The community then travelled to Barton, Overton, Fishlake and Ackworth before going north-east to Kildale, Middleton, Marton, Ormesby, Wilton and Kirkleatham, as if heading for the vast mouth of the River Tees.

However, it then turned again inland to Redmarshall, near the modern Stockton, and north to the old Roman fort at Chester-le-Street.

The site of the ancient church of St Cuthbert at Billingham was nearly certainly another resting place for the shrine.

Despite settling in Chester-le-Street for 113 years, with the passage of several generations of monks, the group was eventually forced to uproot itself again by yet another round of Viking raids and hurried south to Ripon.

Their stay there was only brief, but as they travelled back to Chester-le-Street their journey was halted at “Wrdlau”, probably Warden Law, a hill between Houghtonle- Spring and the coastal village of Seaham.

Leading the party at the time was Bishop Aldhun, who was as amazed as his followers when the cart carrying Cuthbert’s shrine suddenly refused to move and all their efforts to free it over the next three days were to no avail.

During that time, one of the monks, Eadmer, had a vision in which it was revealed to him that Cuthbert’s shrine had to be taken to a place called Dunholme, but when he shared this information with the rest of the monks, it transpired that nobody knew where Dunholme was.

Soon afterwards, two girls passed the place where the cart was stuck, one happening to ask the other if she had seen her lost cow, a brown beast.

She had. It was, she said, at Dunholme.

As the monks set off in the direction the girls had shown them, the cart could be moved easily and it was not long before the Cuthbert fraternity arrived at a piece of high ground surrounded by a great loop of the River Wear.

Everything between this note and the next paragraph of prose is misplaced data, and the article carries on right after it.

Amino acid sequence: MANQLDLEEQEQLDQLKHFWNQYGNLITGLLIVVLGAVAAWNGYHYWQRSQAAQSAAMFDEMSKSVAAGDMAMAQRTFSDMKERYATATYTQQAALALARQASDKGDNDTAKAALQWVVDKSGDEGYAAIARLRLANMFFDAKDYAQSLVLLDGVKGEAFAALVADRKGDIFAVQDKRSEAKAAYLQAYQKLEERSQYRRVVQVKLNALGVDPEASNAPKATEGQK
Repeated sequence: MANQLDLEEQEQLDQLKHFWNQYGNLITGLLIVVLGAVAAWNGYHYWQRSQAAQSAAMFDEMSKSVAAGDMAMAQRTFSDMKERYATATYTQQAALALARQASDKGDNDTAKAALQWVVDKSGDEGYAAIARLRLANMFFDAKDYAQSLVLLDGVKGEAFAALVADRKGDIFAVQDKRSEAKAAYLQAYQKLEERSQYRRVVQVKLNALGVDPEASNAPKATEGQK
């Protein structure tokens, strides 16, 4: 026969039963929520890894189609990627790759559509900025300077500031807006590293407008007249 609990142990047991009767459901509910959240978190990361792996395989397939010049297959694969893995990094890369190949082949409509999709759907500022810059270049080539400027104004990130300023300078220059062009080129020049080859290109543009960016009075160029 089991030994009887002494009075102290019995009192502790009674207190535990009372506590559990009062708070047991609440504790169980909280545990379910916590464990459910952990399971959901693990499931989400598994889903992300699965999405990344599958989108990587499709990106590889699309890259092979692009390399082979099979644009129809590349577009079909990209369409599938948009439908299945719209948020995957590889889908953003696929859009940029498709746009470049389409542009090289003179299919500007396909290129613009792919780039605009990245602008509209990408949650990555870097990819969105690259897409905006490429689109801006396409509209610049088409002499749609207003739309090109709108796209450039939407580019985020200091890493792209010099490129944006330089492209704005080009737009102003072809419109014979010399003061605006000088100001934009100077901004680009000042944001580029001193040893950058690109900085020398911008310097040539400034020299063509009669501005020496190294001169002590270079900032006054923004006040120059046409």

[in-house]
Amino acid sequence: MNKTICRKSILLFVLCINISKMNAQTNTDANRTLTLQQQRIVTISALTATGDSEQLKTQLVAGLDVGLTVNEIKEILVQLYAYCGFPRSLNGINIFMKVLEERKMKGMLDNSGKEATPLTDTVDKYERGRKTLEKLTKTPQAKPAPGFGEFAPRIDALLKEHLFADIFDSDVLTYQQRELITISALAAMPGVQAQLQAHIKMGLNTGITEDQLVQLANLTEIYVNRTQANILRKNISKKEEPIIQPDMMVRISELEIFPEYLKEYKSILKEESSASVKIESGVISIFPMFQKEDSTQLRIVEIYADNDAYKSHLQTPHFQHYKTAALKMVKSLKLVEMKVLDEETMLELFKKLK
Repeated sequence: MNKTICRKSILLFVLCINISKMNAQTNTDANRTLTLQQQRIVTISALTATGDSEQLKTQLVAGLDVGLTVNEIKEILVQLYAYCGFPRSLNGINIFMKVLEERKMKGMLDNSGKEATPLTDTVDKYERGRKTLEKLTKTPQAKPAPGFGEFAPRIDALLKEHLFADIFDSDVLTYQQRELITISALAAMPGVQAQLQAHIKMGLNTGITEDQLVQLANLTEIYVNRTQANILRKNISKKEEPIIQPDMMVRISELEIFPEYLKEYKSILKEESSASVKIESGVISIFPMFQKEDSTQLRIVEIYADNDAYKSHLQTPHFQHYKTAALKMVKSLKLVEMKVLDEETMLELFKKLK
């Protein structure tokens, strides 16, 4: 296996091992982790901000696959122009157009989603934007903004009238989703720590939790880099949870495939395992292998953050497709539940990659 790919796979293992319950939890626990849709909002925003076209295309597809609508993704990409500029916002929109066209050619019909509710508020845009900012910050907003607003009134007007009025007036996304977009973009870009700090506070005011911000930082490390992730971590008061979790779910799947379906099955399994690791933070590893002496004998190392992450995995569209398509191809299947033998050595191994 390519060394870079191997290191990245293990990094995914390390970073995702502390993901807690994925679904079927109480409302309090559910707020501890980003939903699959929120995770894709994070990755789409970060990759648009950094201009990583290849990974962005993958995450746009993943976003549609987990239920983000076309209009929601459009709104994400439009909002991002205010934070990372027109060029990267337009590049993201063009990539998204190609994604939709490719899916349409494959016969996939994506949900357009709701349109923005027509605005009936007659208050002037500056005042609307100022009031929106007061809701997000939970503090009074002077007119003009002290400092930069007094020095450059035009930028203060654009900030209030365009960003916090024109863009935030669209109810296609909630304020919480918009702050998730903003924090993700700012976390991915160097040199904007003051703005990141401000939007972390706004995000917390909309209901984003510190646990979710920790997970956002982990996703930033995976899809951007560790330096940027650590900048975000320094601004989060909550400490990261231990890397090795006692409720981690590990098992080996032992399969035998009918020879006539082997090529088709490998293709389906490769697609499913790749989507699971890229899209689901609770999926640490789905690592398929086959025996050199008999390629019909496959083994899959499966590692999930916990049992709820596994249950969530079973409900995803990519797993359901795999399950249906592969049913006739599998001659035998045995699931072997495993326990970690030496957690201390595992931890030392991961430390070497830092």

The site was naturally defensible but overgrown by thick woodland, with the exception of a small plain in the centre which had previously been cultivated for crops. The year was 995.

ONCE the word was put about that Cuthbert’s remains had arrived at their new home, people travelled from all over the area to help the monks to clear the site.

The first job for Cuthbert’s guardians was to erect a shelter for the shrine – a “little church built quickly of rods”.

Next they built a more permanent wooden church.

Their work continued and on September 4, 999, four years after the monks’ arrival at Durham, Aldhun dedicated a large stone church into which Cuthbert’s remains were placed.

This White Church, as it became known, complete at the time except for its western tower, was cruciform in plan and designed to have two or three towers.

John Sykes, in his “Local Records”, writes that the White Church had two towers, one central and another at the west end, with brasscovered pinnacles.

As time passed, more holy relics were deposited at the church in Durham.

Early in the 11th Century, a priest called Elfrid, sacrist at the monastery and sometime guardian of Cuthbert’s body, convinced himself that it was God’s will that he should travel around Northumbria collecting – some might say stealing – the remains of holy people.

During this quest, he stole the remains of two hermits, two bishops of Hexham, two abbesses and a king, and even removed the bones of St Boisil from Melrose.

There was, however, one set of bones he coveted greatly, those of the Venerable Bede, which were at Jarrow where, it must be supposed, the monks were wise to Elfrid’s plans.

For several years they foiled his attempts but in about 1020, after days spent there in prayer and meditation, or so it appeared, he left Jarrow taking with him Bede’s bones.

It was many years after Elfrid’s death that the hiding place of the relics was discovered – he had placed them in the coffin with the body of Cuthbert.

JUST when it seemed that Cuthbert’s odyssey was over, the monks heard that their new Norman king, William, was sending armies to the North to avenge the deaths of some of his soldiers who had been killed by the Saxons.

Fearing for Cuthbert’s safety, they took his body and the other holy relics and fled back to Lindisfarne by way of Jarrow and Bedlington.

After spending four months there, they returned to Durham, to find the whole area had been ravaged by William’s army.

In 1104, Cuthbert’s shrine was placed in the new Norman cathedral, where his bones still rest today behind the high altar.

Bede’s remains are also in the cathedral, but at the west end.